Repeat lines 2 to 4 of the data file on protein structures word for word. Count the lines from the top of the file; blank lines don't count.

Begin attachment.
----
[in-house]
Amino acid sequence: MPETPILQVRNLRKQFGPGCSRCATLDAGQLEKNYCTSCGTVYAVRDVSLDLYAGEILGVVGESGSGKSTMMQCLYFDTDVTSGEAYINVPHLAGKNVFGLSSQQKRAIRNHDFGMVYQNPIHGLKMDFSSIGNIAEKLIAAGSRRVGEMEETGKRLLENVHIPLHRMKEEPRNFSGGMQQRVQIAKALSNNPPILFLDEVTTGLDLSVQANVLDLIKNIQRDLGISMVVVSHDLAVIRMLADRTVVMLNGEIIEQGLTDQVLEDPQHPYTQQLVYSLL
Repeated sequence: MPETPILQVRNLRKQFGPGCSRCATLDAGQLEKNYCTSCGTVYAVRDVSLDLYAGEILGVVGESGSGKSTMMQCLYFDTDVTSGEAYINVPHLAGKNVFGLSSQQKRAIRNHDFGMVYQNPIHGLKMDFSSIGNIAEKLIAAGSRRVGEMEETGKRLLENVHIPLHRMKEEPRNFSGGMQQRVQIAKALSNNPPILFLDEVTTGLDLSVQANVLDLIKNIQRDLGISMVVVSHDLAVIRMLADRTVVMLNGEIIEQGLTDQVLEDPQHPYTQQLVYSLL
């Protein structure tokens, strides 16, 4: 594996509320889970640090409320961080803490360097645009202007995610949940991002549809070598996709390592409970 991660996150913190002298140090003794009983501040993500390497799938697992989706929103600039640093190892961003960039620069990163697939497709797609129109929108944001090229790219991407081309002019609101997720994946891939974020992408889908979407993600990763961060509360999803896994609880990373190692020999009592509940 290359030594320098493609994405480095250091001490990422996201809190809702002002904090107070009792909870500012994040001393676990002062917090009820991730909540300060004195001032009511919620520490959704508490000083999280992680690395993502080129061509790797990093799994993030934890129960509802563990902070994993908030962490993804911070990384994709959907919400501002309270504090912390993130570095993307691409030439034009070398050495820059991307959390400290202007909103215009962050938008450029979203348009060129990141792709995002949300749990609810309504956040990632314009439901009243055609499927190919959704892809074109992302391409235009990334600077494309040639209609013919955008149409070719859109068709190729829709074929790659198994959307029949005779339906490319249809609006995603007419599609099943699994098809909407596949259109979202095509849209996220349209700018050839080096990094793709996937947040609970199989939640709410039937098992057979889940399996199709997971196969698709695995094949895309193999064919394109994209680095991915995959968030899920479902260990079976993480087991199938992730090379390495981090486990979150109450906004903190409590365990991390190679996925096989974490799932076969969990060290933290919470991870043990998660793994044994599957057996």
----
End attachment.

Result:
Amino acid sequence: MPETPILQVRNLRKQFGPGCSRCATLDAGQLEKNYCTSCGTVYAVRDVSLDLYAGEILGVVGESGSGKSTMMQCLYFDTDVTSGEAYINVPHLAGKNVFGLSSQQKRAIRNHDFGMVYQNPIHGLKMDFSSIGNIAEKLIAAGSRRVGEMEETGKRLLENVHIPLHRMKEEPRNFSGGMQQRVQIAKALSNNPPILFLDEVTTGLDLSVQANVLDLIKNIQRDLGISMVVVSHDLAVIRMLADRTVVMLNGEIIEQGLTDQVLEDPQHPYTQQLVYSLL
Repeated sequence: MPETPILQVRNLRKQFGPGCSRCATLDAGQLEKNYCTSCGTVYAVRDVSLDLYAGEILGVVGESGSGKSTMMQCLYFDTDVTSGEAYINVPHLAGKNVFGLSSQQKRAIRNHDFGMVYQNPIHGLKMDFSSIGNIAEKLIAAGSRRVGEMEETGKRLLENVHIPLHRMKEEPRNFSGGMQQRVQIAKALSNNPPILFLDEVTTGLDLSVQANVLDLIKNIQRDLGISMVVVSHDLAVIRMLADRTVVMLNGEIIEQGLTDQVLEDPQHPYTQQLVYSLL
């Protein structure tokens, strides 16, 4: 594996509320889970640090409320961080803490360097645009202007995610949940991002549809070598996709390592409970 991660996150913190002298140090003794009983501040993500390497799938697992989706929103600039640093190892961003960039620069990163697939497709797609129109929108944001090229790219991407081309002019609101997720994946891939974020992408889908979407993600990763961060509360999803896994609880990373190692020999009592509940 290359030594320098493609994405480095250091001490990422996201809190809702002002904090107070009792909870500012994040001393676990002062917090009820991730909540300060004195001032009511919620520490959704508490000083999280992680690395993502080129061509790797990093799994993030934890129960509802563990902070994993908030962490993804911070990384994709959907919400501002309270504090912390993130570095993307691409030439034009070398050495820059991307959390400290202007909103215009962050938008450029979203348009060129990141792709995002949300749990609810309504956040990632314009439901009243055609499927190919959704892809074109992302391409235009990334600077494309040639209609013919955008149409070719859109068709190729829709074929790659198994959307029949005779339906490319249809609006995603007419599609099943699994098809909407596949259109979202095509849209996220349209700018050839080096990094793709996937947040609970199989939640709410039937098992057979889940399996199709997971196969698709695995094949895309193999064919394109994209680095991915995959968030899920479902260990079976993480087991199938992730090379390495981090486990979150109450906004903190409590365990991390190679996925096989974490799932076969969990060290933290919470991870043990998660793994044994599957057996």